that signals that the track is clear and normal racing will resume.
    Article 40.13 of the Formula 1 sporting regulations states: "If the race ends while the safety car is deployed it will enter the pit lane at the end of the last lap and the cars will take the chequered flag as normal without overtaking."
    but the race wasn't ending with the safety car deployed or the lights would still be on and yellow flags waved. this shows that the race did not end under safety car conditions.
    therfore there should be no arguement.
    but i guess it all comes down to ferrari being ferrari.

  • Comment number 69.

    The punishment does not fit the crime (if there even is a crime) in this occassion. MS should be 7th at worse.

    Ferrari (I am a fan) can say all they like that they told Alonso that racing was over, however it is clear to see that Alonso was racing and he was simply caught napping.

    All 3 BBC pundits gave it to MS and I would agree. The rules have been changed for this season, someone hadn't reviewed them entirely though and it has led to the contradiction/confusion. Why should MS or any driver be punished for FIA's mistakes.

    It did show one thing, MS may have lost some of his edge, but it was still a clever piece of driving...

  • Comment number 70.

    What's clear is that there are two compelling arguments for either outcome on the validity of MS's move. There is clearly a semantic debate which leaves the rule open to discussion. A weight of argument against a penalty exists, not least from the likes Brundle, DC and Jordan. As such, I strongly believe that is not right to impose a penalty and that MS should be given the benefit of the doubt. I would go further to say that I think Alonso wouldn'r complain as he clearly thought he needed to race to the line too.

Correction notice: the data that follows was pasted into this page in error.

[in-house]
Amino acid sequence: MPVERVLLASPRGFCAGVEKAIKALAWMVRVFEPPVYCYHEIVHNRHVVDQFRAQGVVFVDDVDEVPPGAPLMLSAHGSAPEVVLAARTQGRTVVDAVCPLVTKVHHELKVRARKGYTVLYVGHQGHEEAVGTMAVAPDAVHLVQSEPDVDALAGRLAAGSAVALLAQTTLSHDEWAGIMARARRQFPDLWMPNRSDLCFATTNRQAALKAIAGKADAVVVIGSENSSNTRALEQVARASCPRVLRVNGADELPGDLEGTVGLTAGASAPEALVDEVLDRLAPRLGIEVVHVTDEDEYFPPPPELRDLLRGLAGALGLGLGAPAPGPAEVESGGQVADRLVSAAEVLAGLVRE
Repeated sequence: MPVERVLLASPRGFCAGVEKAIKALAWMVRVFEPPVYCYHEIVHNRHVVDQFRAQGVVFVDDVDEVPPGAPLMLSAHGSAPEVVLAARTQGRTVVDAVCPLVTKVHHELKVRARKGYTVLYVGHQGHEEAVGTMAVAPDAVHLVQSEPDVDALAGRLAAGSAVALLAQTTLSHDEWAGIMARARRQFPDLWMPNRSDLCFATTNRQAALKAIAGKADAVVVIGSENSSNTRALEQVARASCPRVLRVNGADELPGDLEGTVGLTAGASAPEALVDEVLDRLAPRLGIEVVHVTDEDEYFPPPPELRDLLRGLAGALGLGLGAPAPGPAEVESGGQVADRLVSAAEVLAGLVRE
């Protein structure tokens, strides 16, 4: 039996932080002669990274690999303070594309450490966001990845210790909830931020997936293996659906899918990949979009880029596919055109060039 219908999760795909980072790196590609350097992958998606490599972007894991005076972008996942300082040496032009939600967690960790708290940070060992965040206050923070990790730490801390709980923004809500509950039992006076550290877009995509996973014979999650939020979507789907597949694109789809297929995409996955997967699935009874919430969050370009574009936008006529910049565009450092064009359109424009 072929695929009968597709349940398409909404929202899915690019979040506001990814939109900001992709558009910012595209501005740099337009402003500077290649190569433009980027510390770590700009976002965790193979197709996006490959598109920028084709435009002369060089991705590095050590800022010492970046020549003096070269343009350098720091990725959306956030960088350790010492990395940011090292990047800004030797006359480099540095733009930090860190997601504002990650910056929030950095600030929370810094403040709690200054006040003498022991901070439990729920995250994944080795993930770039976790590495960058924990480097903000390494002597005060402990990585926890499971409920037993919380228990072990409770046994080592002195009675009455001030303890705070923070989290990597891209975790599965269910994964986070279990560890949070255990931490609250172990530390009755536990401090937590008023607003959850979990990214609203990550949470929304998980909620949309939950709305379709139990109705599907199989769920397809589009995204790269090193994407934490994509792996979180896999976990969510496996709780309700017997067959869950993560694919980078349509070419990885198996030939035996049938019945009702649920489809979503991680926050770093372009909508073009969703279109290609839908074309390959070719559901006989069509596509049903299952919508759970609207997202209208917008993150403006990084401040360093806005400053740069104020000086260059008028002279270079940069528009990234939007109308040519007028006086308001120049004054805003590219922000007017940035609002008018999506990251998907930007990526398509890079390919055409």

I take this viewpoint as I'm getting really fed up of rules and driver agreements continually being anti-racing. This was the only decent move in the race and it was outlawed on a debatable technicality.

    I'm still realing from Hamilton getting a ticking off just fro trying to break someone's tow!! Are the memories of Villeneuve vs Arnoux SO dead and gone?

  • Comment number 71.

    The fact that every team bar Mercedes managed to interpret the rule correctly suggests that this is all a fuss over nothing. The rules are clear and Schumacher broke them.

  • Comment number 72.

    As a few previous posters have stated....if the race was technically 'over' then why did all the cars welly it to the line rather than cruise round the last corner in formation? Webber went gung ho after the restart as he didn't want to be caught on the hop by Vettel.

    Sorry Alonso/Ferrari, but time to take to grow up, you were done by a very clever driver and team boss. I'm not particularly a Schumacher fan but I hope they win the appeal as it was a great, imaginative bit of driving.

  • Comment number 73.

    The rules may well have been broken, but the rules seen rather daft. If the race has effectively ended, and the safety car is just pulling into the pit lane for 'aesthetic reasons', why not just have the safety car continue to the flag to avoid confusion ?
    As David Coulthard said during the post-race analysis - what if the finishing line is a not inconsiderable distance from the pit entrance ? F1 fans will be 'treated' to the not-in-any-way-thrilling 'spectacle' of cars pretending to race to the chequered flag.

    Sometimes I think they just pull the regulations / punishments out of a hat at random ...

  • Comment number 74.

    As with Gareth Adams, it is rule 40.11 that I am looking at. It states;
    40.11 When the clerk of the course decides it is safe to call in the safety car the message "SAFETY CAR IN THIS LAP" will be displayed on the timing monitors and the car's orange lights will be extinguished This will be the signal to the teams and drivers that it will be entering the pit lane at the end of that lap.